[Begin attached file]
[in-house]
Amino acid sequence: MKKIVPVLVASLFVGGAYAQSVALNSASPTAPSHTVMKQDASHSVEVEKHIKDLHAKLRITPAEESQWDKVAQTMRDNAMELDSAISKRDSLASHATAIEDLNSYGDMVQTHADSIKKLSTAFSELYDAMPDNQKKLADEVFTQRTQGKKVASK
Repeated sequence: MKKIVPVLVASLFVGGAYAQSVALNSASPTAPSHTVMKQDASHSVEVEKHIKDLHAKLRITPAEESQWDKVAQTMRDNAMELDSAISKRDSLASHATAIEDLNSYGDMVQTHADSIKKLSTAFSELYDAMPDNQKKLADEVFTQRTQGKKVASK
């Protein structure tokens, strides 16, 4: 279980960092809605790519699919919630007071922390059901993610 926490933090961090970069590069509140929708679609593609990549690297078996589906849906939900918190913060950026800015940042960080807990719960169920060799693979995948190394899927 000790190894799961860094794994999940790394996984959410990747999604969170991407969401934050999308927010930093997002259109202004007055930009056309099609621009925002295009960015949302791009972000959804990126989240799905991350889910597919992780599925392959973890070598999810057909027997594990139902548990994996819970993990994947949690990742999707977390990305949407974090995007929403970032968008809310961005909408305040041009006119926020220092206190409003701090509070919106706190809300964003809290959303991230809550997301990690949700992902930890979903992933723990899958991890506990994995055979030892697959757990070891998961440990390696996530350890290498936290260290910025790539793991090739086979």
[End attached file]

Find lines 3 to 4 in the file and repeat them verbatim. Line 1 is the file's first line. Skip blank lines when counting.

Repeated sequence: MKKIVPVLVASLFVGGAYAQSVALNSASPTAPSHTVMKQDASHSVEVEKHIKDLHAKLRITPAEESQWDKVAQTMRDNAMELDSAISKRDSLASHATAIEDLNSYGDMVQTHADSIKKLSTAFSELYDAMPDNQKKLADEVFTQRTQGKKVASK
């Protein structure tokens, strides 16, 4: 279980960092809605790519699919919630007071922390059901993610 926490933090961090970069590069509140929708679609593609990549690297078996589906849906939900918190913060950026800015940042960080807990719960169920060799693979995948190394899927 000790190894799961860094794994999940790394996984959410990747999604969170991407969401934050999308927010930093997002259109202004007055930009056309099609621009925002295009960015949302791009972000959804990126989240799905991350889910597919992780599925392959973890070598999810057909027997594990139902548990994996819970993990994947949690990742999707977390990305949407974090995007929403970032968008809310961005909408305040041009006119926020220092206190409003701090509070919106706190809300964003809290959303991230809550997301990690949700992902930890979903992933723990899958991890506990994995055979030892697959757990070891998961440990390696996530350890290498936290260290910025790539793991090739086979």